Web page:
Book Bully

meangirlsThis summer I had quite the shock when I discovered that my son’s peers could actually influence his reading choices at the tender age of eight.  Clothes were already an issue, but poor, naïve me didn’t realize book characters also radiate a sense of coolness or lameness among the younger set.  My world tipped when my darling son made the statement, “Harry Potter’s lame.  Insert name of cool neighbor kid here said so.”

Upon hearing this, I began to sputter, ask questions rapidly, and get really, really defensive.  Things like, “How do you know?  Have you read Harry Potter?  What makes cool neighbor kid an expert on Harry Potter? Harry Potter is soooo not lame,” all began to fly at my poor, defenseless son who really had no logical reply.  I don’t count, “Because he’s 12!” as a logical reply, at least not yet anyway.

In order to convince my dear son that it’s okay to like things your friends may not necessarily like, I decided we would make Harry Potter and The Sorcerer’s Stone a chapter a night project accompanied by bean bags, blankets, and the play room floor.  Unfortunately, my brilliant idea was met with resistance as Harry Potter was still considered lame by both my kids (my five year old seemed to be infected by peer pressure too).  As the deal making began, I promised one chapter and to stop pestering them if they weren’t interested and didn’t want to continue.   By the end of the first chapter, I could tell that both were grudgingly interested.  They didn’t want to be, but they were.  By the end of the second night, they were practically begging for more and would late ask me to read to them during the day.  They haven’t asked to read another since then and I haven’t applied any pressure.  They gave me the one book and no longer think Harry is lame:  It worked this time and I’m happy.

I wish getting people to accept romance were as simple as persuading an eight year old to give a book a try.  We all hear and read the negative comments aimed at the romance genre and I’ll admit that I don’t advertise the fact I read it voraciously.  Those who know me know what I read and I know which of my friends and acquaintances read romance as well.  Since I’ve been reading, the only person I’ve tried to bring over to the “dark” side is my sister.  On my last attempt at conversion, I picked up the books Sugar Daddy by Lisa Kleypas, Match Me If You Can and Heaven, Texas both by Susan E. Phillips.  Unfortunately, I wasn’t successful but I refuse to give up.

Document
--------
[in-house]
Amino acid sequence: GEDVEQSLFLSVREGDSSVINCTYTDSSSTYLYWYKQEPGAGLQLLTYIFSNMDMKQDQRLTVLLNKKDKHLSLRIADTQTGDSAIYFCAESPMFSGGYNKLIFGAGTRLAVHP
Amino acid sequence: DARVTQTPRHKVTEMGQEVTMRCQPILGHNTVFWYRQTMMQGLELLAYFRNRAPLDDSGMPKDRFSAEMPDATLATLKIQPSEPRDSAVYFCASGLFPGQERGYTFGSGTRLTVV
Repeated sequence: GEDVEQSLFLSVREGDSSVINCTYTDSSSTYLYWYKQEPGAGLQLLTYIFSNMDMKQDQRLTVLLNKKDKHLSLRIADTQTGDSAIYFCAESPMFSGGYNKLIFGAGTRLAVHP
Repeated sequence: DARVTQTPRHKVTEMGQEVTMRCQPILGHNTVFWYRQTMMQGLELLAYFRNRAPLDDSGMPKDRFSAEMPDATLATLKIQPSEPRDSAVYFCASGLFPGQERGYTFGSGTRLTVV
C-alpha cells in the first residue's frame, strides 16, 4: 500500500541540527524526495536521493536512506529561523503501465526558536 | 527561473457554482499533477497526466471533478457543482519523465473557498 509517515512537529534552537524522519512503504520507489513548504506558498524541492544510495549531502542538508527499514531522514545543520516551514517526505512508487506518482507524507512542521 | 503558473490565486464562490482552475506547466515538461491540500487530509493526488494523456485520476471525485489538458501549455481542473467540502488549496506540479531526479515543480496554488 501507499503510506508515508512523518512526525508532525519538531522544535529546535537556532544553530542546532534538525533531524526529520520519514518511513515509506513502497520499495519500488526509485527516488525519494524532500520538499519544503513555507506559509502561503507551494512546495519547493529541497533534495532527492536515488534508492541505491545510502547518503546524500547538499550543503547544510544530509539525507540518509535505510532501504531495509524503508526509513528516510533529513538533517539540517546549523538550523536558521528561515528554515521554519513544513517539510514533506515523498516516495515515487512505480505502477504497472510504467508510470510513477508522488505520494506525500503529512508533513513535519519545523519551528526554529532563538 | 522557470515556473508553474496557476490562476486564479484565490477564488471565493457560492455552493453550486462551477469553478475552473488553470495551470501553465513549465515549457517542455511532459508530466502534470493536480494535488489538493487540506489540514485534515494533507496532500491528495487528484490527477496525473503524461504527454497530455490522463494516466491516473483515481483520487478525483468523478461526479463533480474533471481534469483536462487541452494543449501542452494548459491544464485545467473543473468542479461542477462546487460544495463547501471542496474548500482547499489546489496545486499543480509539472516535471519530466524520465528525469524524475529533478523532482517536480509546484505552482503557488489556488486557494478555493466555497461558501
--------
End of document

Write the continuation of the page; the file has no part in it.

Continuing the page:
Have you been a book bully and successfully introduced someone to romance? If so, how did you do it? Or, is it even worth it?

- Heather AAR

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10 Responses to Book Bully

  1. farmwifetwo says:

    I read all genres so I’ve never peddalled one over the other. I find it isn’t the genre as much as reading that’s the issue. The “when do you find the time” comments I get.

    It isn’t worth the hassle. Like minds can be found online, and that works for me.

  2. msaggie says:

    I tend to agree with farmwifetwo. I have successfully recommended Marsha Moyer’s Lucy Hatch books (starting with The Second Coming of Lucy Hatch) and Tim Farrington’s The Monk Downstairs and Upstairs to non-romance reader friends who have loved them. The books one enjoys are in a way quite personal, and you can’t really impose your tastes on others (I think of it the other way round – I don’t read horror books, and would be quite resistant to reading one even when recommended by a good friend).

  3. SarahF says:

    I’ve never actually actively tried to convince a nonromance reader to read the genre. I’ve definitely gotten the snotty comments from friends about reading choices, things like “Oh Sarah is reading one of her smut books again.” Of course it’s said as joke, but that does keep from sharing some of my most favorite books with them. Once when a friend stayed the night with me, she started reading one of my Rachel Gibson’s. I don’t think she was comfortable with it though, because she didn’t read very much and didn’t ask to borrow the book. It is a little disappointing not to be able to share with my friends something that I get so much enjoyment from.